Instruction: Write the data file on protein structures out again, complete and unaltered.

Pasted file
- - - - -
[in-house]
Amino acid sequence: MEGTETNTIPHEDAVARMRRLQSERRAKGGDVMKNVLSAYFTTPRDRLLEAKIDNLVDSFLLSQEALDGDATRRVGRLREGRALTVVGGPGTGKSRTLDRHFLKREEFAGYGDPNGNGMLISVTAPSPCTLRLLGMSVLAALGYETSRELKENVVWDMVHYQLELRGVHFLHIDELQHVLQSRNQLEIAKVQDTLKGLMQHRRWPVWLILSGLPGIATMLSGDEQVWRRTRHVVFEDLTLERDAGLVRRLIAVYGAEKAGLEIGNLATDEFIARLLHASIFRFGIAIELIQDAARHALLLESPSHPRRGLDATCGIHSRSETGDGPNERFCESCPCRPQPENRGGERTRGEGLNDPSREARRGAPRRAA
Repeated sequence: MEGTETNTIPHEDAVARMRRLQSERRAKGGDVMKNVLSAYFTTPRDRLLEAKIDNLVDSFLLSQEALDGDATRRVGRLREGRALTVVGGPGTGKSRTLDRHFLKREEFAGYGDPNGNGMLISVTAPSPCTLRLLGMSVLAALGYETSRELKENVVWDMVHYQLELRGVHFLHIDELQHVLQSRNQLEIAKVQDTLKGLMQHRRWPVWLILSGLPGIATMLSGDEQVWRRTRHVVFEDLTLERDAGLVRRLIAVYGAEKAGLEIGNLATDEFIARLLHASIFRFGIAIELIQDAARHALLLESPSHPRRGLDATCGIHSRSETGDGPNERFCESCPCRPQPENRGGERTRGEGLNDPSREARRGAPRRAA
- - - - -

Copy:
[in-house]
Amino acid sequence: MEGTETNTIPHEDAVARMRRLQSERRAKGGDVMKNVLSAYFTTPRDRLLEAKIDNLVDSFLLSQEALDGDATRRVGRLREGRALTVVGGPGTGKSRTLDRHFLKREEFAGYGDPNGNGMLISVTAPSPCTLRLLGMSVLAALGYETSRELKENVVWDMVHYQLELRGVHFLHIDELQHVLQSRNQLEIAKVQDTLKGLMQHRRWPVWLILSGLPGIATMLSGDEQVWRRTRHVVFEDLTLERDAGLVRRLIAVYGAEKAGLEIGNLATDEFIARLLHASIFRFGIAIELIQDAARHALLLESPSHPRRGLDATCGIHSRSETGDGPNERFCESCPCRPQPENRGGERTRGEGLNDPSREARRGAPRRAA
Repeated sequence: MEGTETNTIPHEDAVARMRRLQSERRAKGGDVMKNVLSAYFTTPRDRLLEAKIDNLVDSFLLSQEALDGDATRRVGRLREGRALTVVGGPGTGKSRTLDRHFLKREEFAGYGDPNGNGMLISVTAPSPCTLRLLGMSVLAALGYETSRELKENVVWDMVHYQLELRGVHFLHIDELQHVLQSRNQLEIAKVQDTLKGLMQHRRWPVWLILSGLPGIATMLSGDEQVWRRTRHVVFEDLTLERDAGLVRRLIAVYGAEKAGLEIGNLATDEFIARLLHASIFRFGIAIELIQDAARHALLLESPSHPRRGLDATCGIHSRSETGDGPNERFCESCPCRPQPENRGGERTRGEGLNDPSREARRGAPRRAA